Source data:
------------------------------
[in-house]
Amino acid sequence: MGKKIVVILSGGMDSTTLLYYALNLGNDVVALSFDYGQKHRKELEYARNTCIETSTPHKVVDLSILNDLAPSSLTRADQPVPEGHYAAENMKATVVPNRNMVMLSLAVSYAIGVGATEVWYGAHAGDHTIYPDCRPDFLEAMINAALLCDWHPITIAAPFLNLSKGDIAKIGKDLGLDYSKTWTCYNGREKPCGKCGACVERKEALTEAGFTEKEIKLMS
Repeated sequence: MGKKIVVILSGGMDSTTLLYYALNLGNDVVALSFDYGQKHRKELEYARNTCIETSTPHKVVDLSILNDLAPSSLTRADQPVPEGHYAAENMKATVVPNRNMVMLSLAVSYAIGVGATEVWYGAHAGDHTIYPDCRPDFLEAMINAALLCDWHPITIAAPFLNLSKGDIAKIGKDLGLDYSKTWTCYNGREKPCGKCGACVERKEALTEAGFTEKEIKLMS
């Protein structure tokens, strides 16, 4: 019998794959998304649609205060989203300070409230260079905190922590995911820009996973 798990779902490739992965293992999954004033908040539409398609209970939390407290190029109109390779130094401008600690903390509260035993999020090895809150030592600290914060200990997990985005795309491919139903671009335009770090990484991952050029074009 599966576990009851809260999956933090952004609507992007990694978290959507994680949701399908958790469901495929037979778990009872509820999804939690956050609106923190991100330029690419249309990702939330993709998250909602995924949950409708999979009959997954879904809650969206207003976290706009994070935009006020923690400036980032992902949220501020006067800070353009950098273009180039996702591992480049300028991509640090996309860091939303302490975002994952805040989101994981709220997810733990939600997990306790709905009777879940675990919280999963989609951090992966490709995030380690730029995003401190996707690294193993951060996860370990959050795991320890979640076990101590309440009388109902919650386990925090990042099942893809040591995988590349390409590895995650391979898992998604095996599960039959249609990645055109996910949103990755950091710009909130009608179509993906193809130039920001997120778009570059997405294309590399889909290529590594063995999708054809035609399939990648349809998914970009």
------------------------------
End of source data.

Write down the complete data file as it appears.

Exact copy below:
[in-house]
Amino acid sequence: MGKKIVVILSGGMDSTTLLYYALNLGNDVVALSFDYGQKHRKELEYARNTCIETSTPHKVVDLSILNDLAPSSLTRADQPVPEGHYAAENMKATVVPNRNMVMLSLAVSYAIGVGATEVWYGAHAGDHTIYPDCRPDFLEAMINAALLCDWHPITIAAPFLNLSKGDIAKIGKDLGLDYSKTWTCYNGREKPCGKCGACVERKEALTEAGFTEKEIKLMS
Repeated sequence: MGKKIVVILSGGMDSTTLLYYALNLGNDVVALSFDYGQKHRKELEYARNTCIETSTPHKVVDLSILNDLAPSSLTRADQPVPEGHYAAENMKATVVPNRNMVMLSLAVSYAIGVGATEVWYGAHAGDHTIYPDCRPDFLEAMINAALLCDWHPITIAAPFLNLSKGDIAKIGKDLGLDYSKTWTCYNGREKPCGKCGACVERKEALTEAGFTEKEIKLMS
């Protein structure tokens, strides 16, 4: 019998794959998304649609205060989203300070409230260079905190922590995911820009996973 798990779902490739992965293992999954004033908040539409398609209970939390407290190029109109390779130094401008600690903390509260035993999020090895809150030592600290914060200990997990985005795309491919139903671009335009770090990484991952050029074009 599966576990009851809260999956933090952004609507992007990694978290959507994680949701399908958790469901495929037979778990009872509820999804939690956050609106923190991100330029690419249309990702939330993709998250909602995924949950409708999979009959997954879904809650969206207003976290706009994070935009006020923690400036980032992902949220501020006067800070353009950098273009180039996702591992480049300028991509640090996309860091939303302490975002994952805040989101994981709220997810733990939600997990306790709905009777879940675990919280999963989609951090992966490709995030380690730029995003401190996707690294193993951060996860370990959050795991320890979640076990101590309440009388109902919650386990925090990042099942893809040591995988590349390409590895995650391979898992998604095996599960039959249609990645055109996910949103990755950091710009909130009608179509993906193809130039920001997120778009570059997405294309590399889909290529590594063995999708054809035609399939990648349809998914970009």